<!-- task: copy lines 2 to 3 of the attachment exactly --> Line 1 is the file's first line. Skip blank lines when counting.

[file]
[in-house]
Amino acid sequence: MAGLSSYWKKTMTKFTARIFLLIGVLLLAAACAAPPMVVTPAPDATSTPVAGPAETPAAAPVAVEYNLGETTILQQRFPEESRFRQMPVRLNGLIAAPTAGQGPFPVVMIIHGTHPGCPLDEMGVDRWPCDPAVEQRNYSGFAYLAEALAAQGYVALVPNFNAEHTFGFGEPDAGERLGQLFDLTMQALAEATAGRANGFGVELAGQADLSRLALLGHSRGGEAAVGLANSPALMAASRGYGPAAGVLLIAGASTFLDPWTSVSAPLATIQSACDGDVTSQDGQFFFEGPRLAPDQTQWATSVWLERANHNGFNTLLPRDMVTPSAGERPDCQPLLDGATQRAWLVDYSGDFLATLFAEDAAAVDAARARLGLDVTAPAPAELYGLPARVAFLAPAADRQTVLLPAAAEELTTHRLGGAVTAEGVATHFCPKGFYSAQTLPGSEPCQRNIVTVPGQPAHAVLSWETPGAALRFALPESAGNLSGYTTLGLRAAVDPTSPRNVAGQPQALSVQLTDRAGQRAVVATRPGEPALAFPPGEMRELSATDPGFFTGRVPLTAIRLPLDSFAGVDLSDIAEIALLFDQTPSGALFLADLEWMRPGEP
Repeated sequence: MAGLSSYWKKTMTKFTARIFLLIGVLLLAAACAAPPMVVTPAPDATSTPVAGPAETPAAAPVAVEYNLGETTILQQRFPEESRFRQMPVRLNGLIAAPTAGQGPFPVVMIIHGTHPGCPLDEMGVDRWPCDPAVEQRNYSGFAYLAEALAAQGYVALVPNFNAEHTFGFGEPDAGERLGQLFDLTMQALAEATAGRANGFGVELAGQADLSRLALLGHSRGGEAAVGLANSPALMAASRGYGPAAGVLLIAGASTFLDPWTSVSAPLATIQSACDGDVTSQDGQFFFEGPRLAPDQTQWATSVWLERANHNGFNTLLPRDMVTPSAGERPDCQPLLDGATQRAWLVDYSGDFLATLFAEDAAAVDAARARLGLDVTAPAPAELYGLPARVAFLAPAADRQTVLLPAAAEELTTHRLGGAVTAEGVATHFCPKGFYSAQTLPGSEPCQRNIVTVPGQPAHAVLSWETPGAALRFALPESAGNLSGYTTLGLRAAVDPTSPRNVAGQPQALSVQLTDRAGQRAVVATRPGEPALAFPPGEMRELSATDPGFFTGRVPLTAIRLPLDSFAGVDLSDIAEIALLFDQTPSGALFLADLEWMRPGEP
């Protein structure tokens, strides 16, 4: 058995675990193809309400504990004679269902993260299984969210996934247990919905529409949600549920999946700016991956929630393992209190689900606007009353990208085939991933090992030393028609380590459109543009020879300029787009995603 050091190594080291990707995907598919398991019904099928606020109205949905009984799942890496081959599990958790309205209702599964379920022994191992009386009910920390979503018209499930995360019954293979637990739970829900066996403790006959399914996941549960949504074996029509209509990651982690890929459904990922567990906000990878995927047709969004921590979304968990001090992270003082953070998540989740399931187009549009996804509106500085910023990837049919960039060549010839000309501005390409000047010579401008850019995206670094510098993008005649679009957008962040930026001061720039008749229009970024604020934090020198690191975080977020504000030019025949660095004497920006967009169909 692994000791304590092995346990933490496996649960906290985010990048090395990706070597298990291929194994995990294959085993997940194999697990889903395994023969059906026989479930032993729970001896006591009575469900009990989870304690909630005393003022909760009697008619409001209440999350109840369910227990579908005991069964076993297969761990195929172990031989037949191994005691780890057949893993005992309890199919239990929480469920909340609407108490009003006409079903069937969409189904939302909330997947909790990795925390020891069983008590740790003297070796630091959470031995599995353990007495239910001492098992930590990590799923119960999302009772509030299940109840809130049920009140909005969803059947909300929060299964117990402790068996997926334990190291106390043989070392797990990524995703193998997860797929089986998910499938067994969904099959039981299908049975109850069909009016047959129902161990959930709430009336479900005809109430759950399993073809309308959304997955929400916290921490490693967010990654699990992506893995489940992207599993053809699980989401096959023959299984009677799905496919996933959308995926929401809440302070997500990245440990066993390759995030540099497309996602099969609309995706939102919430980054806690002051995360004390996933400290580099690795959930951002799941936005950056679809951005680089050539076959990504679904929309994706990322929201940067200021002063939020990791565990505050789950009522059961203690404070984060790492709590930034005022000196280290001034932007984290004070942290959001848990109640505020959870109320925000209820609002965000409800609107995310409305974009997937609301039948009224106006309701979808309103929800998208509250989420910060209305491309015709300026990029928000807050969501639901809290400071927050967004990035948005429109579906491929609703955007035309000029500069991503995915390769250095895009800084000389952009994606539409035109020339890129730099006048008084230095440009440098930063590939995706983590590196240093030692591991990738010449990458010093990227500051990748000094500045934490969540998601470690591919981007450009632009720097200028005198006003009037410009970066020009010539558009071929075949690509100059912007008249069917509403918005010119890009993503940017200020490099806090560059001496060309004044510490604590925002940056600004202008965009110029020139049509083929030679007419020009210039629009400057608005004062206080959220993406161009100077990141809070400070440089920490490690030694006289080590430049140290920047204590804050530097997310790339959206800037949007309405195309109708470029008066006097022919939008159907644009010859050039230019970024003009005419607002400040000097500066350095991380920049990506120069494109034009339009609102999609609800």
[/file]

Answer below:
Amino acid sequence: MAGLSSYWKKTMTKFTARIFLLIGVLLLAAACAAPPMVVTPAPDATSTPVAGPAETPAAAPVAVEYNLGETTILQQRFPEESRFRQMPVRLNGLIAAPTAGQGPFPVVMIIHGTHPGCPLDEMGVDRWPCDPAVEQRNYSGFAYLAEALAAQGYVALVPNFNAEHTFGFGEPDAGERLGQLFDLTMQALAEATAGRANGFGVELAGQADLSRLALLGHSRGGEAAVGLANSPALMAASRGYGPAAGVLLIAGASTFLDPWTSVSAPLATIQSACDGDVTSQDGQFFFEGPRLAPDQTQWATSVWLERANHNGFNTLLPRDMVTPSAGERPDCQPLLDGATQRAWLVDYSGDFLATLFAEDAAAVDAARARLGLDVTAPAPAELYGLPARVAFLAPAADRQTVLLPAAAEELTTHRLGGAVTAEGVATHFCPKGFYSAQTLPGSEPCQRNIVTVPGQPAHAVLSWETPGAALRFALPESAGNLSGYTTLGLRAAVDPTSPRNVAGQPQALSVQLTDRAGQRAVVATRPGEPALAFPPGEMRELSATDPGFFTGRVPLTAIRLPLDSFAGVDLSDIAEIALLFDQTPSGALFLADLEWMRPGEP
Repeated sequence: MAGLSSYWKKTMTKFTARIFLLIGVLLLAAACAAPPMVVTPAPDATSTPVAGPAETPAAAPVAVEYNLGETTILQQRFPEESRFRQMPVRLNGLIAAPTAGQGPFPVVMIIHGTHPGCPLDEMGVDRWPCDPAVEQRNYSGFAYLAEALAAQGYVALVPNFNAEHTFGFGEPDAGERLGQLFDLTMQALAEATAGRANGFGVELAGQADLSRLALLGHSRGGEAAVGLANSPALMAASRGYGPAAGVLLIAGASTFLDPWTSVSAPLATIQSACDGDVTSQDGQFFFEGPRLAPDQTQWATSVWLERANHNGFNTLLPRDMVTPSAGERPDCQPLLDGATQRAWLVDYSGDFLATLFAEDAAAVDAARARLGLDVTAPAPAELYGLPARVAFLAPAADRQTVLLPAAAEELTTHRLGGAVTAEGVATHFCPKGFYSAQTLPGSEPCQRNIVTVPGQPAHAVLSWETPGAALRFALPESAGNLSGYTTLGLRAAVDPTSPRNVAGQPQALSVQLTDRAGQRAVVATRPGEPALAFPPGEMRELSATDPGFFTGRVPLTAIRLPLDSFAGVDLSDIAEIALLFDQTPSGALFLADLEWMRPGEP